PUBLISHED BY MOSHOLU PRESERVATION CORPORATION

Vol. 18, No. 25 Dec.29, 2005 - Jan. 11, 2006



     
 

In the Public Interest

Stadium Foes Squeezed Out

As many as 500 people showed up for a Dec. 12 public hearing on the proposal to build a new Yankee Stadium, but about 150, including members of Community Board 4, were shut out because the meeting space was filled to capacity.

On Dec. 22, Bronx Borough President Adolfo Carrión formally recommended that the project be approved and has now forwarded it to the City Planning Commission. As part of the Uniform Land Use Review Procedure, the commission will hold a public hearing on Jan. 11 and must complete its review and vote on the proposal within 60 days.

Then, the proposal goes to the City Council, which has 60 days to review and vote on it. Finally, the mayor has five days to study the plan before approving or denying it. The City Council can override the mayor’s determination with a two-thirds majority vote. In November, Community Board 4 voted 16-8 against the proposal.

Those who were shut out of the Dec. 12 public hearing in the rotunda of the County Building were primarily opposed to the stadium, leading many to believe their exclusion was deliberate. The borough president’s office denied the allegation and said that by 7:15 p.m. everyone who had been waiting outside had gotten in. But once inside they could not sign up to speak because the list of speakers had been closed by 6 p.m., residents said.

A crowd that had gotten into the court building, but not past the guards, chanted, “Let us in!” Their anger boiled over whenever the door to the rotunda opened.

“Tell your boss [Carrión] that when he runs for mayor, he’s finished!” shouted one local resident when Wilhelm Ronda, the borough president’s director of policy and planning, came out. “He’s a traitor!”

In the rotunda itself, Pasquale Canale, president of the 161st Street Merchants Association, drew cheers when he referred in his remarks to problems at the door.

“You’ve stacked the deck,” Canale said. “Our people are sitting outside in the cold. No one’s letting them in. This is what has happened all through this process.”

Council Member Maria del Carmen Arroyo also criticized the hearing.

“It should have been done in a way that it would give equal access to all,” she said.

The borough president’s office did not respond to calls or e-mails seeking comment.

Echoing the arguments favoring the construction of the filtration plant in Van Cortlandt Park, a large contingent of union members urged approval of the plan in order to create construction jobs.

“Do you want [construction jobs] to leave the city?” said Frank Schiavone, a union representative. “Without construction you cannot build a society. Union members live in the Bronx and [the community] is getting five more acres of parks.”

Opponents of the plan said the new stadium would unnecessarily destroy two large and well-used local parks — Macombs Dam and Mulally — significantly threaten the health of residents, particularly children, and lead to gentrification.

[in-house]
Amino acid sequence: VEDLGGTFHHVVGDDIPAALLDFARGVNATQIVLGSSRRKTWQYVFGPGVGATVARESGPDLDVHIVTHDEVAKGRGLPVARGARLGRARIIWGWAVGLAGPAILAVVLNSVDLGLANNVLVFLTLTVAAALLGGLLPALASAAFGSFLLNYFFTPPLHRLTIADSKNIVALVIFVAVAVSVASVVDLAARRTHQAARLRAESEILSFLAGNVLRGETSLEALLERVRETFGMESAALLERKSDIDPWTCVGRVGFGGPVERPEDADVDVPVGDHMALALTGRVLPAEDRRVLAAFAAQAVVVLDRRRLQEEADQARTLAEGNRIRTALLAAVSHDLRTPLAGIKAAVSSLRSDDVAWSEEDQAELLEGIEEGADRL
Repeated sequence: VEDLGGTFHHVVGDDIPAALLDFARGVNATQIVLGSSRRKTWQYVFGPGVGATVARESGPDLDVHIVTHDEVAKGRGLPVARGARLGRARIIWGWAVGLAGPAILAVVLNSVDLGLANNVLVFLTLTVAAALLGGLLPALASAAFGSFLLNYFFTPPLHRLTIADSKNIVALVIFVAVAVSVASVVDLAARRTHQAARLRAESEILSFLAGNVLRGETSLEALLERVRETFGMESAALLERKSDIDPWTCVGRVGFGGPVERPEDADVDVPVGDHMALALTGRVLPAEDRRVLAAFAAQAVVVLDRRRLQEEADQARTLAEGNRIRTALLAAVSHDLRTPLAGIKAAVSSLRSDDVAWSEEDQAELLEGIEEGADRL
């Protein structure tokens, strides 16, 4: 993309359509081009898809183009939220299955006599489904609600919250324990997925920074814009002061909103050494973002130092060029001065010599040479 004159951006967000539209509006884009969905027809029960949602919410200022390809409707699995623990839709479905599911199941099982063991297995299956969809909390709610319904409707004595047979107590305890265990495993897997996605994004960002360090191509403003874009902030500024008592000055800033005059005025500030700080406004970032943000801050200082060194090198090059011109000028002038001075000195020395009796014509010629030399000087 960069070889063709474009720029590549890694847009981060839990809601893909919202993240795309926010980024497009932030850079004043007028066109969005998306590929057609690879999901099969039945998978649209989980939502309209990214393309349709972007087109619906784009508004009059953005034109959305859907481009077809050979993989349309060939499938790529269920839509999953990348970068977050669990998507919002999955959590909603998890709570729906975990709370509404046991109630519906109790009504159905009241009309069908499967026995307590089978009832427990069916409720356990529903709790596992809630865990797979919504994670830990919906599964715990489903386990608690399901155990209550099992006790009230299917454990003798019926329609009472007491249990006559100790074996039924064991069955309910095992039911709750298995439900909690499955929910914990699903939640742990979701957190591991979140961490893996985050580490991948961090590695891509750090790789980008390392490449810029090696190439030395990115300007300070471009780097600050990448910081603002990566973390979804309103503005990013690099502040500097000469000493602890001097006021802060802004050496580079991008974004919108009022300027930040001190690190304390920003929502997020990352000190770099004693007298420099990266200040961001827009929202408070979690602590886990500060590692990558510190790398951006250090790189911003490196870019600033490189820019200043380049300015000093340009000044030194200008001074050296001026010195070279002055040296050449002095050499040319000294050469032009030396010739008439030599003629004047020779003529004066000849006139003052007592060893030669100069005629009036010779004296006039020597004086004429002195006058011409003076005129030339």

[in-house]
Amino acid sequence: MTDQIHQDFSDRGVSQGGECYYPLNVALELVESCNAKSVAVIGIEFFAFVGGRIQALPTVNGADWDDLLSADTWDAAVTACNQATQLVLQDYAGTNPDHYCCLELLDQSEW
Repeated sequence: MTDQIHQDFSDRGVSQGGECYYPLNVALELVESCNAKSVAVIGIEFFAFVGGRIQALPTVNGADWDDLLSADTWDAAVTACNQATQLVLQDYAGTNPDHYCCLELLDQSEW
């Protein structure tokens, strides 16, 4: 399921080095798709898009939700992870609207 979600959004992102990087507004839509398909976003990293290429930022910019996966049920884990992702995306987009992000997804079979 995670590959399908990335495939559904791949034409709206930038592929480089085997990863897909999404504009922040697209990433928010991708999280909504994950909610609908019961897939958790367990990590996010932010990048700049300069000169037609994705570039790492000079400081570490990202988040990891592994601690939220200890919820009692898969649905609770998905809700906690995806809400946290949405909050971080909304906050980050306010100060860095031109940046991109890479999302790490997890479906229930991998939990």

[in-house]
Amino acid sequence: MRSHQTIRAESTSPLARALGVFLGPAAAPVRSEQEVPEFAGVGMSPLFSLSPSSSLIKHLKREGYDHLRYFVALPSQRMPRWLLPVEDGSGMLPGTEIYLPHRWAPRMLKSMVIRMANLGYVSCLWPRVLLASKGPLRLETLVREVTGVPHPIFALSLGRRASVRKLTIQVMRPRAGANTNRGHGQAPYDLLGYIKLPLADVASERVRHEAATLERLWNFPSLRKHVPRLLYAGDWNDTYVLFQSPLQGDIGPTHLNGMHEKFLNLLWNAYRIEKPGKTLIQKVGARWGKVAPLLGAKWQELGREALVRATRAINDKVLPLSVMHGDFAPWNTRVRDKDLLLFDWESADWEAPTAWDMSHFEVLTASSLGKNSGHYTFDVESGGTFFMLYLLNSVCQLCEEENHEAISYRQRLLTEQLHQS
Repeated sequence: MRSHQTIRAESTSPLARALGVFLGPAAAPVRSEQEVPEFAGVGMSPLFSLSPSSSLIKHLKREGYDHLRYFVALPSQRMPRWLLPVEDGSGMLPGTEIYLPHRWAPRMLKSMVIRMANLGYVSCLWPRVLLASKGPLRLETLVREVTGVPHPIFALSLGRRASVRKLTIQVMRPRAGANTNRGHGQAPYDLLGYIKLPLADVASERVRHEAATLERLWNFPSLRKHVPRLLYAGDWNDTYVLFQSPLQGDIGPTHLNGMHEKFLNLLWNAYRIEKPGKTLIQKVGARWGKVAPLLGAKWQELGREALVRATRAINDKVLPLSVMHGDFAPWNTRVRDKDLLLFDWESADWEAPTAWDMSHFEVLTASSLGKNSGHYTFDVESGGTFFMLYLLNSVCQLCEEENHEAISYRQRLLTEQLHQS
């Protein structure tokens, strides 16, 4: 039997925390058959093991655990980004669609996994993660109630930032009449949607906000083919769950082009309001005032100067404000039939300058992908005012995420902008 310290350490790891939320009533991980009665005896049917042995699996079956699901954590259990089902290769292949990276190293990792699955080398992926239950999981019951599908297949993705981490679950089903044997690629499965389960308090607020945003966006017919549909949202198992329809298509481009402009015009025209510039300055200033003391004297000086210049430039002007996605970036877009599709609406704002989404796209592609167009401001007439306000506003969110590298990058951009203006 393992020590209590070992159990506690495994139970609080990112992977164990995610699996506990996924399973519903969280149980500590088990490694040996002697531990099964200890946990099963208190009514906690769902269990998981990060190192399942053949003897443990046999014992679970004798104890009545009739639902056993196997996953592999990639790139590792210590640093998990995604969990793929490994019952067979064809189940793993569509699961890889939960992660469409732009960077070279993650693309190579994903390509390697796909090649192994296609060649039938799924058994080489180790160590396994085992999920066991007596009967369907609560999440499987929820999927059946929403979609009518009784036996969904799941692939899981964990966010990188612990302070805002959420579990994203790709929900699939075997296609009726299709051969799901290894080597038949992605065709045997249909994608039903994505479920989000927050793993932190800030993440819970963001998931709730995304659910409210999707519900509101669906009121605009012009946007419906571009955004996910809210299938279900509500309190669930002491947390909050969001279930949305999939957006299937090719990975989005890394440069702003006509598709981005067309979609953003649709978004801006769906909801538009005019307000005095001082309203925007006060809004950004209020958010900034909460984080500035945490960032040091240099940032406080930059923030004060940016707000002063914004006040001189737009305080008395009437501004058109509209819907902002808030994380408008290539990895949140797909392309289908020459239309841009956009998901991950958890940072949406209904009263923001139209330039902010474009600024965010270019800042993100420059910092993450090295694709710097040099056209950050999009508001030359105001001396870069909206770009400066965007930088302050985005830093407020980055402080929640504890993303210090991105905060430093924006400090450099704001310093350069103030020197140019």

Carrión took notes as each person spoke.

Yankees President Randy Levine stood hands on hips throughout the session, off to one side, accompanied by other Yankees officials.

He dismissed the opposition.

“It’s a small group of outside protesters,” Levine said, repeating an assertion he has made previously.

Of the 38 people who spoke, 27 supported it and 11 opposed it, according to one tally.

“This is what happens when you have an organization that can spend millions of dollars on a PR campaign going against residents who are working people,” said Lukas Herbert, a member of Community Board 4 and an urban planner. “You can pack the house with people who support you while hardworking folks are outside screaming to get in.”

But Herbert and other parks advocates said the borough president’s decision would hardly discourage them.

“The opposition will only get louder,” Herbert said. “We’ve got nothing to lose. They’re destroying our neighborhood.”

The City Planning Commission has scheduled a public hearing on the stadium proposal for Jan. 11 at 10 a.m. at Spector Hall, 22 Reade Street in lower Manhattan.
— Joe Lamport

Ed. note: This article is adapted from a longer story written by Lamport for the Highbridge Horizon, a community newspaper the Norwood News frequently collaborates with on issues of mutual interest. For more coverage of the Yankee Stadium debate, go to www.highbridgehorizon.com  . A blog written by stadium opponents is at www.saveourparks.blogspot.com

BJ’s Spreads the Wealth
BJ’s Wholesale Club may be a discount store, but they haven’t spared any expense in lavishing their corporate riches on Bronx politicians. Council members Maria Baez and Joel Rivera, along with the borough president, have raked in thousands of dollars over the past year from those pushing to develop the big box giant in Throggs Neck.

“They’ve gotten immense money,” said Matt Lipsky of the Neighborhood Retail Alliance, an advocacy organization lobbying against BJ’s bid.